4) Knockemstiff by Donald Ray Pollock
I’ve read some excellent short story collections this year, but this one took the prize. Alternating between ugly and beautiful, with an eye for spare prose and dark finales that would make Gordon Lish scream and shout with joy, Knockemstiff is a stunning performance with the kind of writing that makes most writers green with envy (I know I am!). The story Honolulu is probably the most perfect short I’ve read this year. Brilliant.

3) Wolf Tickets by Ray Banks
Bank’s thriller about two friends searching for some missing money (and a cool leather jacket) was one of the treats of the year, and certainly the most entertaining. I loved the pace, the story, and most of all I loved the voices of the two lead characters (Banks gives them alternating chapters to tell the tale). It’s a storming read by one of the finest British crime writers around. I polished it off in a day and was sad when it was done.

2) Capture by Roger Smith
Roger Smith’s Dust Devils was probably the best thing I read last year (and its villain Inja Mazibuko was easily the finest bad guy I’d come across in years), so I was eagerly looking forward to the follow-up. Obviously I wondered whether Smith could create another book quite as good as that noir masterwork – but I needn’t have worried. Smith’s pitch-black follow-up, Capture, a tale of murder, obsession, voyeurism, and psychological cruelty, is a stonking noir that starts low-key but gradually works towards as tense a climax as its possible to get. I’m still amazed at how Smith manages to make us care about characters as dark and practically irredeemable as these but somehow he does; and in Vernon Saul he has created easily the best villain I’ve read in recent memory (somehow even better than Mazibuko). If you’ve not read it yet, download it today. You won’t be sorry – it’s masterful.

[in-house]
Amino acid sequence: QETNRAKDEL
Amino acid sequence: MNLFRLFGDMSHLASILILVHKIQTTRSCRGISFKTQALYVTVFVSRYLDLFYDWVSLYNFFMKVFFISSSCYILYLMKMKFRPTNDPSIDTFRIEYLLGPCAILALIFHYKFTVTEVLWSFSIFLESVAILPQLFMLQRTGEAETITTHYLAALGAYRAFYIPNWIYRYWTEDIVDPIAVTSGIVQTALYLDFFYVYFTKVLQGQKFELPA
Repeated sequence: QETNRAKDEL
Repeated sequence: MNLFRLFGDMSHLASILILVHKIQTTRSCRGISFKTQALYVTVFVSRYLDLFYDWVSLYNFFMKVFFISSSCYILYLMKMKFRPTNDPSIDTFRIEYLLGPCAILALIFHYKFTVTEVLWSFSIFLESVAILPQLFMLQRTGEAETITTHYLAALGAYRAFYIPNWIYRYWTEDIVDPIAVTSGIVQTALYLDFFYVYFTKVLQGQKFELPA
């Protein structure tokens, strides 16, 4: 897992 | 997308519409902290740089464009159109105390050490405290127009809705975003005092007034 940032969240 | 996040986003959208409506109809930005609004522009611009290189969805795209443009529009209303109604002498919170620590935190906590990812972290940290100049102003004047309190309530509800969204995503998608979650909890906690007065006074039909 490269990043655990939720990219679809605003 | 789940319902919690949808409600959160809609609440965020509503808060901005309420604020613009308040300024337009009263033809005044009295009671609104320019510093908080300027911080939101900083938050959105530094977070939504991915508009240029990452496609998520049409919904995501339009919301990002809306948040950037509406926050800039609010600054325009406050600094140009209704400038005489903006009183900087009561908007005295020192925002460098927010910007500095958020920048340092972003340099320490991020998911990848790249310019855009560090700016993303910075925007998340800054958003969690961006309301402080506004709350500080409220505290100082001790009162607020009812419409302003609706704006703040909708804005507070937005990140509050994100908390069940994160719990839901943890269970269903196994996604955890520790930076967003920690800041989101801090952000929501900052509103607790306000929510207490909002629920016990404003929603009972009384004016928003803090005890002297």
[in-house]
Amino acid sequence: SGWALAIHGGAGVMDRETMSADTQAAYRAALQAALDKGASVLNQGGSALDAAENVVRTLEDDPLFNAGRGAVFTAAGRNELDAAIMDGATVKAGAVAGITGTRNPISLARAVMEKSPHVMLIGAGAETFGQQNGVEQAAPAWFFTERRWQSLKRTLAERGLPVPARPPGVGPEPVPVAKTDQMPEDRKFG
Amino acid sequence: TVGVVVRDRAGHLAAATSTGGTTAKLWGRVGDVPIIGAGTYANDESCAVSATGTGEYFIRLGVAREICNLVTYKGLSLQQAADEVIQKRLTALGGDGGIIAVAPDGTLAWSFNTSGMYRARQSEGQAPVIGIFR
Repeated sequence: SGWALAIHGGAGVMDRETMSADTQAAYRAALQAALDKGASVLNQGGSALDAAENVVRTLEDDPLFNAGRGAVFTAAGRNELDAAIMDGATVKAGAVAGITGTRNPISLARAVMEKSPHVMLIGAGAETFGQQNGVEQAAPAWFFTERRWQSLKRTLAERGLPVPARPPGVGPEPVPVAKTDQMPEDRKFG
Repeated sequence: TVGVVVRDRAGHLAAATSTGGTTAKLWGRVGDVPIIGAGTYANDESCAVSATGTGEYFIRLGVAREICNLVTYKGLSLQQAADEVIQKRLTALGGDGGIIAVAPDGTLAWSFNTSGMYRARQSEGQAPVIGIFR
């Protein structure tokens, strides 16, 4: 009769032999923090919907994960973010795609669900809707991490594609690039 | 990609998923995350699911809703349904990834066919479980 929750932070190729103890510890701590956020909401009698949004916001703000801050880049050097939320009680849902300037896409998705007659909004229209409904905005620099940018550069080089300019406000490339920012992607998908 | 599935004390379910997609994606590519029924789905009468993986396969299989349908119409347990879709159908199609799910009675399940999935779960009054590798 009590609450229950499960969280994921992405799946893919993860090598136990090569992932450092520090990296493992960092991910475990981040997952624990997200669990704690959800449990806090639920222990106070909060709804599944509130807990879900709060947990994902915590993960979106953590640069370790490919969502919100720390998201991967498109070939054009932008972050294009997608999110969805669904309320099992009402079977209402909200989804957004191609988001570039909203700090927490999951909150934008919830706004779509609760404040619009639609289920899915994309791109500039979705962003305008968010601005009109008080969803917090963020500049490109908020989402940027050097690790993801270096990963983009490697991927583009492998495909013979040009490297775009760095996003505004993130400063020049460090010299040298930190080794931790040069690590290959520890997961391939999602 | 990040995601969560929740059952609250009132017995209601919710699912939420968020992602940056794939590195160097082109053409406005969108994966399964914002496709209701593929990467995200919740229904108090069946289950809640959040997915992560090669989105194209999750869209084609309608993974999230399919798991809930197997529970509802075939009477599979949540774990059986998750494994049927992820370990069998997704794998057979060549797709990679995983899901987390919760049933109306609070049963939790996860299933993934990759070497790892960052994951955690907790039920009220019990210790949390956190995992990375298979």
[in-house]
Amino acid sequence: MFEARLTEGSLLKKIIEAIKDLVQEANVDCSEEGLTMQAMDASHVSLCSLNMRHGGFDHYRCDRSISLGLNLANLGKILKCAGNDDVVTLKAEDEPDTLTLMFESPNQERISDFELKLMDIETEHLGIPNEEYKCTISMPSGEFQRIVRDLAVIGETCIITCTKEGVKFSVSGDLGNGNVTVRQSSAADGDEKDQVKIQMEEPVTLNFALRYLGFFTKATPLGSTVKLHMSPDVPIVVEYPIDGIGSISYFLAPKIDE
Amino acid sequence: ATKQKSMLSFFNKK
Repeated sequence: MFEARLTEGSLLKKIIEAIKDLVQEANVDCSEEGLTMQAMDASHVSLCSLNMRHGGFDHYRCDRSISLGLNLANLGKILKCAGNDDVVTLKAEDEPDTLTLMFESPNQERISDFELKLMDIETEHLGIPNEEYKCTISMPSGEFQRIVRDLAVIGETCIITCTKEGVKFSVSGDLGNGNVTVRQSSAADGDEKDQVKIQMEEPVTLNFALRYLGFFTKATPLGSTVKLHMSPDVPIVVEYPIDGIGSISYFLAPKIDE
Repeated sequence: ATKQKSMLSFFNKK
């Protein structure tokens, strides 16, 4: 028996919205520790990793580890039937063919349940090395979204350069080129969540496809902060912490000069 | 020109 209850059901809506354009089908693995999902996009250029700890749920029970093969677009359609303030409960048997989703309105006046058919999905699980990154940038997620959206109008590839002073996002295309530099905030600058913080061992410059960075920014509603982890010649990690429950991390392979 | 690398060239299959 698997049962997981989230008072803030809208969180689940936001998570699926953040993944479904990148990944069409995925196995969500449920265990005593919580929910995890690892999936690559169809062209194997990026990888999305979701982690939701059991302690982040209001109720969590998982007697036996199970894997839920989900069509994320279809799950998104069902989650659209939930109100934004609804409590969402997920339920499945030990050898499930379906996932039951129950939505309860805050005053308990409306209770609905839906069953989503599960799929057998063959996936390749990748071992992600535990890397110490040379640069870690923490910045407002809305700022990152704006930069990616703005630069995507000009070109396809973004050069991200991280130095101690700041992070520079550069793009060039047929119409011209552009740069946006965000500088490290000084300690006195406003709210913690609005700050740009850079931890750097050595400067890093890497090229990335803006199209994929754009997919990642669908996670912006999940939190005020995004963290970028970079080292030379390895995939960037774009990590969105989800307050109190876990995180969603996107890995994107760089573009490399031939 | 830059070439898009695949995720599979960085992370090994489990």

1) The Sense of an Ending by Julian Barnes